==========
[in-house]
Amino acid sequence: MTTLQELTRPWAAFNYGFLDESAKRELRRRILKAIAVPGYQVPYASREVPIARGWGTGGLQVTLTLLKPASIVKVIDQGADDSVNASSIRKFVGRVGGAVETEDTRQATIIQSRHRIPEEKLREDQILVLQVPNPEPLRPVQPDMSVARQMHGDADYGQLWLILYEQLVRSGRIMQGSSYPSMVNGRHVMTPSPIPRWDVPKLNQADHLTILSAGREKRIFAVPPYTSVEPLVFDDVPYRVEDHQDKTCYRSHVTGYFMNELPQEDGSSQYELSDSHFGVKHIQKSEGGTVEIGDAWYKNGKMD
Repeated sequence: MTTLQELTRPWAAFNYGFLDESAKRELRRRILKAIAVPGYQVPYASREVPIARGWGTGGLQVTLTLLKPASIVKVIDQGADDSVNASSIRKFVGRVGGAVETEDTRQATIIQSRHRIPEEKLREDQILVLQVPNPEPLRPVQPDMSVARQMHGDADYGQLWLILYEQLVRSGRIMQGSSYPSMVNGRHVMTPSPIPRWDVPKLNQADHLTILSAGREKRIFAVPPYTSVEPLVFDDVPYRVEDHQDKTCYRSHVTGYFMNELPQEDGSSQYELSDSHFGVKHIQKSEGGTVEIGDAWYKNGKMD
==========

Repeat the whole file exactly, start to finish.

[in-house]
Amino acid sequence: MTTLQELTRPWAAFNYGFLDESAKRELRRRILKAIAVPGYQVPYASREVPIARGWGTGGLQVTLTLLKPASIVKVIDQGADDSVNASSIRKFVGRVGGAVETEDTRQATIIQSRHRIPEEKLREDQILVLQVPNPEPLRPVQPDMSVARQMHGDADYGQLWLILYEQLVRSGRIMQGSSYPSMVNGRHVMTPSPIPRWDVPKLNQADHLTILSAGREKRIFAVPPYTSVEPLVFDDVPYRVEDHQDKTCYRSHVTGYFMNELPQEDGSSQYELSDSHFGVKHIQKSEGGTVEIGDAWYKNGKMD
Repeated sequence: MTTLQELTRPWAAFNYGFLDESAKRELRRRILKAIAVPGYQVPYASREVPIARGWGTGGLQVTLTLLKPASIVKVIDQGADDSVNASSIRKFVGRVGGAVETEDTRQATIIQSRHRIPEEKLREDQILVLQVPNPEPLRPVQPDMSVARQMHGDADYGQLWLILYEQLVRSGRIMQGSSYPSMVNGRHVMTPSPIPRWDVPKLNQADHLTILSAGREKRIFAVPPYTSVEPLVFDDVPYRVEDHQDKTCYRSHVTGYFMNELPQEDGSSQYELSDSHFGVKHIQKSEGGTVEIGDAWYKNGKMD